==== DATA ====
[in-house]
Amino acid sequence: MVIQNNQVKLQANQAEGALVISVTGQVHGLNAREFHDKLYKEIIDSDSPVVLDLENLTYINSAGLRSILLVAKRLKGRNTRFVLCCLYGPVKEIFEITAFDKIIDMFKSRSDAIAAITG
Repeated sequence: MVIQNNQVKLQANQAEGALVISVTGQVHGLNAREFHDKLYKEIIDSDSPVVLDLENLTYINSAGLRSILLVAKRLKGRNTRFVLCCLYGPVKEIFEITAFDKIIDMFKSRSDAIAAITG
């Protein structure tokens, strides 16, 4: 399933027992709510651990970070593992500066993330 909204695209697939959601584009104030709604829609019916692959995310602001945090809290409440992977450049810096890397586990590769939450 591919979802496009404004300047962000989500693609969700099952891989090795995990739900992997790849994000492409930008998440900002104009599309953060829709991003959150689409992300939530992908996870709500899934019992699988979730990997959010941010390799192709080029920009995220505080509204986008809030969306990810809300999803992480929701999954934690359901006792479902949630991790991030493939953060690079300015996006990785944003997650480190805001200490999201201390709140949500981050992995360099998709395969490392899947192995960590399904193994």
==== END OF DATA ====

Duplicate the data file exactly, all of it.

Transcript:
[in-house]
Amino acid sequence: MVIQNNQVKLQANQAEGALVISVTGQVHGLNAREFHDKLYKEIIDSDSPVVLDLENLTYINSAGLRSILLVAKRLKGRNTRFVLCCLYGPVKEIFEITAFDKIIDMFKSRSDAIAAITG
Repeated sequence: MVIQNNQVKLQANQAEGALVISVTGQVHGLNAREFHDKLYKEIIDSDSPVVLDLENLTYINSAGLRSILLVAKRLKGRNTRFVLCCLYGPVKEIFEITAFDKIIDMFKSRSDAIAAITG
């Protein structure tokens, strides 16, 4: 399933027992709510651990970070593992500066993330 909204695209697939959601584009104030709604829609019916692959995310602001945090809290409440992977450049810096890397586990590769939450 591919979802496009404004300047962000989500693609969700099952891989090795995990739900992997790849994000492409930008998440900002104009599309953060829709991003959150689409992300939530992908996870709500899934019992699988979730990997959010941010390799192709080029920009995220505080509204986008809030969306990810809300999803992480929701999954934690359901006792479902949630991790991030493939953060690079300015996006990785944003997650480190805001200490999201201390709140949500981050992995360099998709395969490392899947192995960590399904193994």